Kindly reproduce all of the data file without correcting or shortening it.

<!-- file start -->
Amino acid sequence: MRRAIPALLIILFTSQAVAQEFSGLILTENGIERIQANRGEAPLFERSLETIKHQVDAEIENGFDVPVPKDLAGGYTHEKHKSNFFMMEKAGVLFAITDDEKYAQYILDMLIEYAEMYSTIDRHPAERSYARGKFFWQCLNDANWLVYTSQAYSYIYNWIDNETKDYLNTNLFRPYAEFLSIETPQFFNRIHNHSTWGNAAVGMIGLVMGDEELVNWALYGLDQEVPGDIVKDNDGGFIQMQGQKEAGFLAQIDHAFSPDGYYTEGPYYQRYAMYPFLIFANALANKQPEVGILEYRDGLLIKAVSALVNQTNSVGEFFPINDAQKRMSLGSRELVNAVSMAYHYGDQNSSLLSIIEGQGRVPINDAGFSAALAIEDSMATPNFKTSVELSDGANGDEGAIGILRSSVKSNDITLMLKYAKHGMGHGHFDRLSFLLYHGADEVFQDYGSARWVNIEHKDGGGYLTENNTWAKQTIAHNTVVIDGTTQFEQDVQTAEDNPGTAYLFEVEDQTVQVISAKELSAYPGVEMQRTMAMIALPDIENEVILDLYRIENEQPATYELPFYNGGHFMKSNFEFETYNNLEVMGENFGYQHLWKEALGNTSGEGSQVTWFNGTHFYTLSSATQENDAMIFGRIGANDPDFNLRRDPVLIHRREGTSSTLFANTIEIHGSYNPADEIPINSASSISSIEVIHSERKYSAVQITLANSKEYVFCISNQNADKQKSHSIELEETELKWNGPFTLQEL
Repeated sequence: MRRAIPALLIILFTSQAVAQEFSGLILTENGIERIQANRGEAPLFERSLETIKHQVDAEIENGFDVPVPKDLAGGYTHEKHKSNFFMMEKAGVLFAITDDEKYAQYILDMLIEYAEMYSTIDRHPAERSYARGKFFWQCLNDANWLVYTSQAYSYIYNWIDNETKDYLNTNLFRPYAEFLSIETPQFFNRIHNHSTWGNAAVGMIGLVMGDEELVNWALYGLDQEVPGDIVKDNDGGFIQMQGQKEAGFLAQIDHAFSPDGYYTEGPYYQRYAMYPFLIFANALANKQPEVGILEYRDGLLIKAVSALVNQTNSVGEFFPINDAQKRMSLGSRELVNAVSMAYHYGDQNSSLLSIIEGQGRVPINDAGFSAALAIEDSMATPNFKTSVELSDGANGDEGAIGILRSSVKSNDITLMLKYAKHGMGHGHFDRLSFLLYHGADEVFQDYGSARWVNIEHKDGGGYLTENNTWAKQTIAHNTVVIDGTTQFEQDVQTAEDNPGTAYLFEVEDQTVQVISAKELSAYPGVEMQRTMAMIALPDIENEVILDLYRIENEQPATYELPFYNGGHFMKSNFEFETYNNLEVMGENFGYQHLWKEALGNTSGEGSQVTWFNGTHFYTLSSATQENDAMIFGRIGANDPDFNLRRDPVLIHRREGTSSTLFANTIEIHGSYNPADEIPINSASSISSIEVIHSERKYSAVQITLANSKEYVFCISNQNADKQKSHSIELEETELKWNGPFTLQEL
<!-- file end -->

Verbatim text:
Amino acid sequence: MRRAIPALLIILFTSQAVAQEFSGLILTENGIERIQANRGEAPLFERSLETIKHQVDAEIENGFDVPVPKDLAGGYTHEKHKSNFFMMEKAGVLFAITDDEKYAQYILDMLIEYAEMYSTIDRHPAERSYARGKFFWQCLNDANWLVYTSQAYSYIYNWIDNETKDYLNTNLFRPYAEFLSIETPQFFNRIHNHSTWGNAAVGMIGLVMGDEELVNWALYGLDQEVPGDIVKDNDGGFIQMQGQKEAGFLAQIDHAFSPDGYYTEGPYYQRYAMYPFLIFANALANKQPEVGILEYRDGLLIKAVSALVNQTNSVGEFFPINDAQKRMSLGSRELVNAVSMAYHYGDQNSSLLSIIEGQGRVPINDAGFSAALAIEDSMATPNFKTSVELSDGANGDEGAIGILRSSVKSNDITLMLKYAKHGMGHGHFDRLSFLLYHGADEVFQDYGSARWVNIEHKDGGGYLTENNTWAKQTIAHNTVVIDGTTQFEQDVQTAEDNPGTAYLFEVEDQTVQVISAKELSAYPGVEMQRTMAMIALPDIENEVILDLYRIENEQPATYELPFYNGGHFMKSNFEFETYNNLEVMGENFGYQHLWKEALGNTSGEGSQVTWFNGTHFYTLSSATQENDAMIFGRIGANDPDFNLRRDPVLIHRREGTSSTLFANTIEIHGSYNPADEIPINSASSISSIEVIHSERKYSAVQITLANSKEYVFCISNQNADKQKSHSIELEETELKWNGPFTLQEL
Repeated sequence: MRRAIPALLIILFTSQAVAQEFSGLILTENGIERIQANRGEAPLFERSLETIKHQVDAEIENGFDVPVPKDLAGGYTHEKHKSNFFMMEKAGVLFAITDDEKYAQYILDMLIEYAEMYSTIDRHPAERSYARGKFFWQCLNDANWLVYTSQAYSYIYNWIDNETKDYLNTNLFRPYAEFLSIETPQFFNRIHNHSTWGNAAVGMIGLVMGDEELVNWALYGLDQEVPGDIVKDNDGGFIQMQGQKEAGFLAQIDHAFSPDGYYTEGPYYQRYAMYPFLIFANALANKQPEVGILEYRDGLLIKAVSALVNQTNSVGEFFPINDAQKRMSLGSRELVNAVSMAYHYGDQNSSLLSIIEGQGRVPINDAGFSAALAIEDSMATPNFKTSVELSDGANGDEGAIGILRSSVKSNDITLMLKYAKHGMGHGHFDRLSFLLYHGADEVFQDYGSARWVNIEHKDGGGYLTENNTWAKQTIAHNTVVIDGTTQFEQDVQTAEDNPGTAYLFEVEDQTVQVISAKELSAYPGVEMQRTMAMIALPDIENEVILDLYRIENEQPATYELPFYNGGHFMKSNFEFETYNNLEVMGENFGYQHLWKEALGNTSGEGSQVTWFNGTHFYTLSSATQENDAMIFGRIGANDPDFNLRRDPVLIHRREGTSSTLFANTIEIHGSYNPADEIPINSASSISSIEVIHSERKYSAVQITLANSKEYVFCISNQNADKQKSHSIELEETELKWNGPFTLQEL